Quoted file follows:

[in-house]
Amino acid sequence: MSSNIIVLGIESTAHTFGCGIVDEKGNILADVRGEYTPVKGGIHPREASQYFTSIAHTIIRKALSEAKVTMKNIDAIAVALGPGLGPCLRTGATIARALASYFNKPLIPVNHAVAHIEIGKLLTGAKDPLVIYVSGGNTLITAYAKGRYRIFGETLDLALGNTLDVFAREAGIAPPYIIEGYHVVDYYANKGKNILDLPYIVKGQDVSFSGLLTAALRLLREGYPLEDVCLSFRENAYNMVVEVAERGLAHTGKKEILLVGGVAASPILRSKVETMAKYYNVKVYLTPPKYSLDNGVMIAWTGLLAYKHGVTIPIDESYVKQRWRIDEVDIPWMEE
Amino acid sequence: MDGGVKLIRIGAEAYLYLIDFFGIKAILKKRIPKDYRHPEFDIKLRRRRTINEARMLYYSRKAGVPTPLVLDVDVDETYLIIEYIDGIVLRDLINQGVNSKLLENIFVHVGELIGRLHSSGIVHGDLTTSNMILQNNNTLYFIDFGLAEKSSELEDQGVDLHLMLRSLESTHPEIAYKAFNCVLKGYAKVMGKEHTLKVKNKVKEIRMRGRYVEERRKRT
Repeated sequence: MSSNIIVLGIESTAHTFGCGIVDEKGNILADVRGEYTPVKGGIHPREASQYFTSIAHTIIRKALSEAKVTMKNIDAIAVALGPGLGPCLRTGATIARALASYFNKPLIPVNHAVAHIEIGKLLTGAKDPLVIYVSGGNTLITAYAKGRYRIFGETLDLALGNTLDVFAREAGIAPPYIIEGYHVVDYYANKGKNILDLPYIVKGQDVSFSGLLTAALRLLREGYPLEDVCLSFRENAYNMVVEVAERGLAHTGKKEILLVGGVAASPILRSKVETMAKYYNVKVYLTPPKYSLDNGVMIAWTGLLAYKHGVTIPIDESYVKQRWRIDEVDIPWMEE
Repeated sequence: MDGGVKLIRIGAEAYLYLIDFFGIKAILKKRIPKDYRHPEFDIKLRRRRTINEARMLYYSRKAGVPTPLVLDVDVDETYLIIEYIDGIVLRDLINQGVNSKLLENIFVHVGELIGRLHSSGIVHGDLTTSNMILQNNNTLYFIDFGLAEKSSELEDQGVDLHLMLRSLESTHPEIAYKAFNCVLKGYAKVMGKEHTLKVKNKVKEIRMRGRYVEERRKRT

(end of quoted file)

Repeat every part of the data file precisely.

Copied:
[in-house]
Amino acid sequence: MSSNIIVLGIESTAHTFGCGIVDEKGNILADVRGEYTPVKGGIHPREASQYFTSIAHTIIRKALSEAKVTMKNIDAIAVALGPGLGPCLRTGATIARALASYFNKPLIPVNHAVAHIEIGKLLTGAKDPLVIYVSGGNTLITAYAKGRYRIFGETLDLALGNTLDVFAREAGIAPPYIIEGYHVVDYYANKGKNILDLPYIVKGQDVSFSGLLTAALRLLREGYPLEDVCLSFRENAYNMVVEVAERGLAHTGKKEILLVGGVAASPILRSKVETMAKYYNVKVYLTPPKYSLDNGVMIAWTGLLAYKHGVTIPIDESYVKQRWRIDEVDIPWMEE
Amino acid sequence: MDGGVKLIRIGAEAYLYLIDFFGIKAILKKRIPKDYRHPEFDIKLRRRRTINEARMLYYSRKAGVPTPLVLDVDVDETYLIIEYIDGIVLRDLINQGVNSKLLENIFVHVGELIGRLHSSGIVHGDLTTSNMILQNNNTLYFIDFGLAEKSSELEDQGVDLHLMLRSLESTHPEIAYKAFNCVLKGYAKVMGKEHTLKVKNKVKEIRMRGRYVEERRKRT
Repeated sequence: MSSNIIVLGIESTAHTFGCGIVDEKGNILADVRGEYTPVKGGIHPREASQYFTSIAHTIIRKALSEAKVTMKNIDAIAVALGPGLGPCLRTGATIARALASYFNKPLIPVNHAVAHIEIGKLLTGAKDPLVIYVSGGNTLITAYAKGRYRIFGETLDLALGNTLDVFAREAGIAPPYIIEGYHVVDYYANKGKNILDLPYIVKGQDVSFSGLLTAALRLLREGYPLEDVCLSFRENAYNMVVEVAERGLAHTGKKEILLVGGVAASPILRSKVETMAKYYNVKVYLTPPKYSLDNGVMIAWTGLLAYKHGVTIPIDESYVKQRWRIDEVDIPWMEE
Repeated sequence: MDGGVKLIRIGAEAYLYLIDFFGIKAILKKRIPKDYRHPEFDIKLRRRRTINEARMLYYSRKAGVPTPLVLDVDVDETYLIIEYIDGIVLRDLINQGVNSKLLENIFVHVGELIGRLHSSGIVHGDLTTSNMILQNNNTLYFIDFGLAEKSSELEDQGVDLHLMLRSLESTHPEIAYKAFNCVLKGYAKVMGKEHTLKVKNKVKEIRMRGRYVEERRKRT